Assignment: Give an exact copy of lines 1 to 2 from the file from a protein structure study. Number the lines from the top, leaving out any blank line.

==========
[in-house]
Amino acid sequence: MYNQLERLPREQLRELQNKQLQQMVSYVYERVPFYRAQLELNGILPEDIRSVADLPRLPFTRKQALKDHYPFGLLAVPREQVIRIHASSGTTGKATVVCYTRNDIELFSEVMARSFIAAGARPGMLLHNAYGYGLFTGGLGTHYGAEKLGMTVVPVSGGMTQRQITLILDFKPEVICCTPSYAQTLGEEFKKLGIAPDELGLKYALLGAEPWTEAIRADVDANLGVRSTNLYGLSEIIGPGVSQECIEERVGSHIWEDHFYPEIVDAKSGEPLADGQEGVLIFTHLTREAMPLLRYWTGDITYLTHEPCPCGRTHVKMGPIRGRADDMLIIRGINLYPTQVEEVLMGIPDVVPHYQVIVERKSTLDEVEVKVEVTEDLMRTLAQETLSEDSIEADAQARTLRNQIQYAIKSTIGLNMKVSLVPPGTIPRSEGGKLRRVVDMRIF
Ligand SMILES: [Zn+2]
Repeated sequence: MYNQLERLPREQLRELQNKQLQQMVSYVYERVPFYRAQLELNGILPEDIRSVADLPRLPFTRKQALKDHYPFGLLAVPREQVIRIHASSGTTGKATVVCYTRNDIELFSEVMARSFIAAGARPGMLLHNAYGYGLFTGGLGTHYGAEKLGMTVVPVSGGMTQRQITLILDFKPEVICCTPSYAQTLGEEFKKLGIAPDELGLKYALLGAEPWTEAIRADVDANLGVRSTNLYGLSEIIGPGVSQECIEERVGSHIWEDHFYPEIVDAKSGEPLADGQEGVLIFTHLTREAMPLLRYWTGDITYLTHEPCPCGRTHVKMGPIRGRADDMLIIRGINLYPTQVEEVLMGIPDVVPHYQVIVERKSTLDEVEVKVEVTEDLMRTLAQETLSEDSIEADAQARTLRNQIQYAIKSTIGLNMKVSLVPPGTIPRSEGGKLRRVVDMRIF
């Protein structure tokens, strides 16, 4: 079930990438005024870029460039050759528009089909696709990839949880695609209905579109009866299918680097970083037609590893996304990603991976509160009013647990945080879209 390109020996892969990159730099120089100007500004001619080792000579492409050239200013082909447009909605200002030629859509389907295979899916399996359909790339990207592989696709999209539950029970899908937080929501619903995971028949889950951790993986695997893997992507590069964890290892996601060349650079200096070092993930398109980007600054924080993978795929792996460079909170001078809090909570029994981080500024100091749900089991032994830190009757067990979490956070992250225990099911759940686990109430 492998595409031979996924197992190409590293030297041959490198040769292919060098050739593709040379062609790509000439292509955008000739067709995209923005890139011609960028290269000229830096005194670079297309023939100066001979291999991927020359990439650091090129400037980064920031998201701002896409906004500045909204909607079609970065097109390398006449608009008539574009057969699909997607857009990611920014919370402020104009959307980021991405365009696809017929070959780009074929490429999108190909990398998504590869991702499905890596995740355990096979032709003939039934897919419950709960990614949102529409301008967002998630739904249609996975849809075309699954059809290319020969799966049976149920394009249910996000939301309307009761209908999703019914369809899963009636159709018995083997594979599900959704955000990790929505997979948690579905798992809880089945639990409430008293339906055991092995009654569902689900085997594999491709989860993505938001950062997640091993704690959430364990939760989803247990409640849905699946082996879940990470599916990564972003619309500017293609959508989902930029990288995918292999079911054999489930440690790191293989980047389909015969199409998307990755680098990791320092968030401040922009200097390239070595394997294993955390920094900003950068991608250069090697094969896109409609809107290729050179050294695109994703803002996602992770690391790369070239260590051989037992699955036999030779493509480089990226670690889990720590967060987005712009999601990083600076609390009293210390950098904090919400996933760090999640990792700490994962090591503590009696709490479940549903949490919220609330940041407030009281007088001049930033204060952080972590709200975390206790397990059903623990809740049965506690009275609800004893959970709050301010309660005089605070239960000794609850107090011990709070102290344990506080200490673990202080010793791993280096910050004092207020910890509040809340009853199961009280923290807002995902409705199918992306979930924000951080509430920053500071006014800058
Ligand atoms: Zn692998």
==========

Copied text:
[in-house]
Amino acid sequence: MYNQLERLPREQLRELQNKQLQQMVSYVYERVPFYRAQLELNGILPEDIRSVADLPRLPFTRKQALKDHYPFGLLAVPREQVIRIHASSGTTGKATVVCYTRNDIELFSEVMARSFIAAGARPGMLLHNAYGYGLFTGGLGTHYGAEKLGMTVVPVSGGMTQRQITLILDFKPEVICCTPSYAQTLGEEFKKLGIAPDELGLKYALLGAEPWTEAIRADVDANLGVRSTNLYGLSEIIGPGVSQECIEERVGSHIWEDHFYPEIVDAKSGEPLADGQEGVLIFTHLTREAMPLLRYWTGDITYLTHEPCPCGRTHVKMGPIRGRADDMLIIRGINLYPTQVEEVLMGIPDVVPHYQVIVERKSTLDEVEVKVEVTEDLMRTLAQETLSEDSIEADAQARTLRNQIQYAIKSTIGLNMKVSLVPPGTIPRSEGGKLRRVVDMRIF